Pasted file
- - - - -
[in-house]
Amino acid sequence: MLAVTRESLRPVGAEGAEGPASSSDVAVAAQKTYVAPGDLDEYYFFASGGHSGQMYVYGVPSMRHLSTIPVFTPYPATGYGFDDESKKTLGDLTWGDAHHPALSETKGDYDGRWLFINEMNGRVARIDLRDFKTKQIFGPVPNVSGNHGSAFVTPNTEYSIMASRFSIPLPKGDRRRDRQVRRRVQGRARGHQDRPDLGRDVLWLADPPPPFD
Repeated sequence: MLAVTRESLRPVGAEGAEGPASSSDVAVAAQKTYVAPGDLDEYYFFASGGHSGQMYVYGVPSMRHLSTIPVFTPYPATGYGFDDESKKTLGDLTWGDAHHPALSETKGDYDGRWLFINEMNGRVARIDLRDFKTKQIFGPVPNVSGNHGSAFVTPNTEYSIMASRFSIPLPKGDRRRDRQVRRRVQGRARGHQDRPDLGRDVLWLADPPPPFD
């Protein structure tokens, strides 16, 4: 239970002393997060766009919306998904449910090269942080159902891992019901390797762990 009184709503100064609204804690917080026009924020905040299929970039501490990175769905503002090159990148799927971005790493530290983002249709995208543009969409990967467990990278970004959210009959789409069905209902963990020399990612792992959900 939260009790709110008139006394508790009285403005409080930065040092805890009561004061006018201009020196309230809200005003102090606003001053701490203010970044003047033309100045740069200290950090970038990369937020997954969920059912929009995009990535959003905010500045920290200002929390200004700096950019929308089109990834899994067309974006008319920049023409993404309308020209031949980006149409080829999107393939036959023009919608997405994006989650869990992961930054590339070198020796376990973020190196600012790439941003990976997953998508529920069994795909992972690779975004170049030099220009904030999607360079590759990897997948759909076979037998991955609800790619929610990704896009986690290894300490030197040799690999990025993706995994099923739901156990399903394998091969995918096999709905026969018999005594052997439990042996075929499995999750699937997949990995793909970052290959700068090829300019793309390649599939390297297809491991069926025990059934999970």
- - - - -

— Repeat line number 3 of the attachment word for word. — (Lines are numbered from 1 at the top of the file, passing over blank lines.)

Repeated sequence: MLAVTRESLRPVGAEGAEGPASSSDVAVAAQKTYVAPGDLDEYYFFASGGHSGQMYVYGVPSMRHLSTIPVFTPYPATGYGFDDESKKTLGDLTWGDAHHPALSETKGDYDGRWLFINEMNGRVARIDLRDFKTKQIFGPVPNVSGNHGSAFVTPNTEYSIMASRFSIPLPKGDRRRDRQVRRRVQGRARGHQDRPDLGRDVLWLADPPPPFD